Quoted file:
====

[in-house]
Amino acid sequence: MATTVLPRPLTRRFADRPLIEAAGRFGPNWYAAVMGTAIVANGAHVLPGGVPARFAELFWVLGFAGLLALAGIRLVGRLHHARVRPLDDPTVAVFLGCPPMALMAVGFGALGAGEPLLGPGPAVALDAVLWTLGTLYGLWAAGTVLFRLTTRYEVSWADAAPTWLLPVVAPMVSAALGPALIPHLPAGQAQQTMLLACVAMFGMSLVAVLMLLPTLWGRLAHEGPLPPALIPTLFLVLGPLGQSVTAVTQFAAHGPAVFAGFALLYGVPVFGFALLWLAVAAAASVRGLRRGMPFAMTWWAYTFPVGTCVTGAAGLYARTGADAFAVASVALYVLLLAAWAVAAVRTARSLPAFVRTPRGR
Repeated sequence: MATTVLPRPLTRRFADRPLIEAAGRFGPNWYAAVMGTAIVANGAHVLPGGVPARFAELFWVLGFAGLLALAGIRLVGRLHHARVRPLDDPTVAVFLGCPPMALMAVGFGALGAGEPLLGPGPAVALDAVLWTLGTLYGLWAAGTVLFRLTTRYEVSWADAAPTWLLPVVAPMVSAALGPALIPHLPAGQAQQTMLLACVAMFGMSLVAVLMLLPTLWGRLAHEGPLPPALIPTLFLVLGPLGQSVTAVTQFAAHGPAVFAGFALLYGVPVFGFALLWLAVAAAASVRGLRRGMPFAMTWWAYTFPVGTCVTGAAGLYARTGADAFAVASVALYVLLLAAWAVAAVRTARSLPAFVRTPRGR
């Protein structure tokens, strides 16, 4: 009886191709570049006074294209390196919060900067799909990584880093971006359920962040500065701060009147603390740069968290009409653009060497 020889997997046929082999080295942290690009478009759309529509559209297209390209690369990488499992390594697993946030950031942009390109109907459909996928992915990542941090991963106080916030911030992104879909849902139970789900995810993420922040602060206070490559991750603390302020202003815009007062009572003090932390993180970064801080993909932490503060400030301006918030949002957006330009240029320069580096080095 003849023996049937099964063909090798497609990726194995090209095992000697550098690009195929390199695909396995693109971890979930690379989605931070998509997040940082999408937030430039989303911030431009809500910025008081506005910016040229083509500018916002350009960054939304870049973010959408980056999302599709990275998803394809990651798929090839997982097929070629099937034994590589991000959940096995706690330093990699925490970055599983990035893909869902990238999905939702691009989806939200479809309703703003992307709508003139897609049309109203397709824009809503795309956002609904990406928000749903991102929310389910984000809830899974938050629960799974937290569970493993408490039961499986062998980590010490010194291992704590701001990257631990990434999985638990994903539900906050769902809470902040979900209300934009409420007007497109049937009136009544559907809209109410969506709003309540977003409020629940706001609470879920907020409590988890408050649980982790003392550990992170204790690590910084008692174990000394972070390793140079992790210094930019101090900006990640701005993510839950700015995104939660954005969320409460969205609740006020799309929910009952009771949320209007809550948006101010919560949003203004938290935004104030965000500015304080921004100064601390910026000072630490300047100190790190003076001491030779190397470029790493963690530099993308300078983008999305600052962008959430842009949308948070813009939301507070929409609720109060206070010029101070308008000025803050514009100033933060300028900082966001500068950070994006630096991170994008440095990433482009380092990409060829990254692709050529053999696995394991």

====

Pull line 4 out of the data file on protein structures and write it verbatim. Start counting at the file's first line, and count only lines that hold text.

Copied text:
């Protein structure tokens, strides 16, 4: 009886191709570049006074294209390196919060900067799909990584880093971006359920962040500065701060009147603390740069968290009409653009060497 020889997997046929082999080295942290690009478009759309529509559209297209390209690369990488499992390594697993946030950031942009390109109907459909996928992915990542941090991963106080916030911030992104879909849902139970789900995810993420922040602060206070490559991750603390302020202003815009007062009572003090932390993180970064801080993909932490503060400030301006918030949002957006330009240029320069580096080095 003849023996049937099964063909090798497609990726194995090209095992000697550098690009195929390199695909396995693109971890979930690379989605931070998509997040940082999408937030430039989303911030431009809500910025008081506005910016040229083509500018916002350009960054939304870049973010959408980056999302599709990275998803394809990651798929090839997982097929070629099937034994590589991000959940096995706690330093990699925490970055599983990035893909869902990238999905939702691009989806939200479809309703703003992307709508003139897609049309109203397709824009809503795309956002609904990406928000749903991102929310389910984000809830899974938050629960799974937290569970493993408490039961499986062998980590010490010194291992704590701001990257631990990434999985638990994903539900906050769902809470902040979900209300934009409420007007497109049937009136009544559907809209109410969506709003309540977003409020629940706001609470879920907020409590988890408050649980982790003392550990992170204790690590910084008692174990000394972070390793140079992790210094930019101090900006990640701005993510839950700015995104939660954005969320409460969205609740006020799309929910009952009771949320209007809550948006101010919560949003203004938290935004104030965000500015304080921004100064601390910026000072630490300047100190790190003076001491030779190397470029790493963690530099993308300078983008999305600052962008959430842009949308948070813009939301507070929409609720109060206070010029101070308008000025803050514009100033933060300028900082966001500068950070994006630096991170994008440095990433482009380092990409060829990254692709050529053999696995394991």